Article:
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Joint Parliamentary Committee's report on Care and Support Bill

Posted: 20th June 2013 by Marie Casey
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My response to the Bill on behalf of seAp was to recommend that the provision and adequate funding of independent advocacy services must become included in the new legislation to ensure that the needs and goals of all people are taken into account within a new social care system.

Despite strong representation from many voluntary sector organisations, the government’s response was that there was no need to make it explicit that advocacy should be provided as well as information and advice services.

The next stage of the draft Bill’s journey to the statute books was to be reviewed and scrutinised by a joint Parliamentary committee who have just released their report and recommendations.

The Committee agreed with advocacy organisations, Social Care Institute for Excellence (SCIE), Association of Directors of Adult Social Services (ADASS) and the Kings Fund about the important role that advocacy plays in helping people say what they want, secure their rights, represent their interests and obtain services they need. They also supported the view that local authorities should be required to include advocacy alongside information and advice. Andrea Sutcliffe, the Chief Executive of the SCIE, said: “… what we do not actually highlight in the Bill or make happen is the provision of what you might call either brokerage or advocacy to, as you suggest, fight the corner for an individual who might not be able to do that for themselves.”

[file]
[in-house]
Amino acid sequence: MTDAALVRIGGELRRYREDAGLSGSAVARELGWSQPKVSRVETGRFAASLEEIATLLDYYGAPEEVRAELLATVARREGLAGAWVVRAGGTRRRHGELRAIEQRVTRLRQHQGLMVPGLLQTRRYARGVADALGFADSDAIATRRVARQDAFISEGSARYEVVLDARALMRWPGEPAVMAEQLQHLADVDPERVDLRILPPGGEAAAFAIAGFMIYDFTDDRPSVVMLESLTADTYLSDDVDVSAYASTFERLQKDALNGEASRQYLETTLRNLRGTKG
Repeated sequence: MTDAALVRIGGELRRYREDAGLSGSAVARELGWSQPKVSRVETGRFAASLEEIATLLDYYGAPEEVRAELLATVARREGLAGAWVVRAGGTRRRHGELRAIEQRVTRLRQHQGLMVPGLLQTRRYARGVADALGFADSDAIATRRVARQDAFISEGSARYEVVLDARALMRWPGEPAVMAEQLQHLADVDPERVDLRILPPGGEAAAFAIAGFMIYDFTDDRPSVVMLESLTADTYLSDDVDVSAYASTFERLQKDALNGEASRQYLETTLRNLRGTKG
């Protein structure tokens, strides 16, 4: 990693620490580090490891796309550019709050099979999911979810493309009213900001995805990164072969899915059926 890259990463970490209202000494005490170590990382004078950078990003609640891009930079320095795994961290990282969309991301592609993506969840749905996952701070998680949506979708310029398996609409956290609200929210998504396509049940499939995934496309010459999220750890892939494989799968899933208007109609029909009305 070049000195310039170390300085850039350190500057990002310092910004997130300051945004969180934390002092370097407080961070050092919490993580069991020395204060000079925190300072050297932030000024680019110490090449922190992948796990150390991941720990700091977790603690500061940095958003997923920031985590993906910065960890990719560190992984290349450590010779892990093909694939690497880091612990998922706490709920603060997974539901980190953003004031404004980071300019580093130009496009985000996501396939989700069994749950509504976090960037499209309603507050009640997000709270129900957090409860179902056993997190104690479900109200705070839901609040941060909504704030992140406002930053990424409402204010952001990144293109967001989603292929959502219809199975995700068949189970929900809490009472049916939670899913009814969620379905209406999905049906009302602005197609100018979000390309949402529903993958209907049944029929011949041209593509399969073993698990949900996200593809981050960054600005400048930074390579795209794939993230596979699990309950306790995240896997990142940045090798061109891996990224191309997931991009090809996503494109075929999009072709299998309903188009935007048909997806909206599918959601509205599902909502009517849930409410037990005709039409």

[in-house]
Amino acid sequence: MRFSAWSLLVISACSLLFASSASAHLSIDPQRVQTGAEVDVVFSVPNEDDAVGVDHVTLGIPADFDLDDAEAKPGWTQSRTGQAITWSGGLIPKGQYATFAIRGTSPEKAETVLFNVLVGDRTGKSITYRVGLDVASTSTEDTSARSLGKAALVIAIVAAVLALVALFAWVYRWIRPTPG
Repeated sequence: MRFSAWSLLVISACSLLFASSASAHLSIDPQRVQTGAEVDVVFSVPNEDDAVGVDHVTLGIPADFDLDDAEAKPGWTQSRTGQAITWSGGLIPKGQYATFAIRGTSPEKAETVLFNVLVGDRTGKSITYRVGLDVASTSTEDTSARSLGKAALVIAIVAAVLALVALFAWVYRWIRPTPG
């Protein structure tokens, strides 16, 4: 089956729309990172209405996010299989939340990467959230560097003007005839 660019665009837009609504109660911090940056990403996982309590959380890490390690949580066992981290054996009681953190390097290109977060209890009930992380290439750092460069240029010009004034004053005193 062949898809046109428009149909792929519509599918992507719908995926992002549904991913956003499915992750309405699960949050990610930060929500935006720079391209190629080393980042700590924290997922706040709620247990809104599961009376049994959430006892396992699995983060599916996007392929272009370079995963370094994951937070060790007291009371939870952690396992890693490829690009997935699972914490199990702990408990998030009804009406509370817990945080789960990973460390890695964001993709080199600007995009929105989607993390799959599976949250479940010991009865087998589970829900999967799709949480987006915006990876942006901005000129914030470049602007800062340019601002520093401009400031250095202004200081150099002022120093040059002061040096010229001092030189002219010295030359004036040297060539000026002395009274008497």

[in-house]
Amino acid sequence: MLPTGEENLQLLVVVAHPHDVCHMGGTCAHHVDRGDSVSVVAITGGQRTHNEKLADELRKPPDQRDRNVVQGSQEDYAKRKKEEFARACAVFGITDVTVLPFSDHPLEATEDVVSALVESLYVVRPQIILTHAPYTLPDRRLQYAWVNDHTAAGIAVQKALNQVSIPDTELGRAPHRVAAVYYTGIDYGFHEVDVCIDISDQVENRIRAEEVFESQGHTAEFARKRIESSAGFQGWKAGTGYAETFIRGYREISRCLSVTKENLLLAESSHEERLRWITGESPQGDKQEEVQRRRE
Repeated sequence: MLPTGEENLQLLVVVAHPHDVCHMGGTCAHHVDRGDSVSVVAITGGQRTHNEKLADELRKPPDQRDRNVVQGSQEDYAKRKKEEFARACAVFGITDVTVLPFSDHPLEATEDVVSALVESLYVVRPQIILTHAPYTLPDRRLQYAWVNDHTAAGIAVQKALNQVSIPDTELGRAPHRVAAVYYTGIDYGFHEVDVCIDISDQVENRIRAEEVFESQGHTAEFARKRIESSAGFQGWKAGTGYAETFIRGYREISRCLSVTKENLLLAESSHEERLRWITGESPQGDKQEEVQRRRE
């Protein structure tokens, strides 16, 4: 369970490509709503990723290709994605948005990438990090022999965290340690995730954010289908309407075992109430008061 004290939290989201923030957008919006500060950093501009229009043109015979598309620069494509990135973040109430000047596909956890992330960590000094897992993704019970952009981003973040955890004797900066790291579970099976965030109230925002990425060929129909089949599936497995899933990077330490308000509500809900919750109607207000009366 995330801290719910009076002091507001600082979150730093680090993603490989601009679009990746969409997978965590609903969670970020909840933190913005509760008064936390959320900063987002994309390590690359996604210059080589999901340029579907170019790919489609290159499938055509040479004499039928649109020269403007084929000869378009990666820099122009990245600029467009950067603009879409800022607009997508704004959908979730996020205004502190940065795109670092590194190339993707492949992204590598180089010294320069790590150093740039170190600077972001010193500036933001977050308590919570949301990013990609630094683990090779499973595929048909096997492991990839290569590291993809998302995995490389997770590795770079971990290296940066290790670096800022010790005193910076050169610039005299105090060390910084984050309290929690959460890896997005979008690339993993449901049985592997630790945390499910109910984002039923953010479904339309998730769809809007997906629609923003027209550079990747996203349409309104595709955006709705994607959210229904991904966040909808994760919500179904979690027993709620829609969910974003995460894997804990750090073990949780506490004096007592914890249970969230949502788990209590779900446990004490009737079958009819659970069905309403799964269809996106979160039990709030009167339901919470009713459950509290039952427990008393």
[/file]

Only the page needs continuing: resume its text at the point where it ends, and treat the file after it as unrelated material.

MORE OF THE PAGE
The Law Commission pointed out that “There is already a general right to advocacy in adult social care legislation, in the unimplemented provision of the Disabled Persons (Services, Consultation and Representation) Act 1986.” They recommended that this right should be recreated in the new statute.

When questioned, the government indicated that they intended that advocacy would be provided at two main stages: the point of assessment and care and support planning, to help the person articulate the outcomes they were trying to achieve, and the point of planning for their care and support needs, to help them to be clear about how they wanted to meet those needs and believed that this was covered by the universal requirement for information and advice.

The committee concluded that Clause 2 which sets out the requirement to provide information and advice should be amended to make clear that independent advocacy is to be available before the assessment process has begun, and not only as one of the ways of meeting needs.

I hope that the government will accept the recommendations and representations from such a wide range of organisations and clarify the right to advocacy in the Bill so that those who require the support and those who have the responsibility to fund it are clear about responsibilities and entitlements.

Read the Joint Committee’s Report here Report Draft Care and Support Bill


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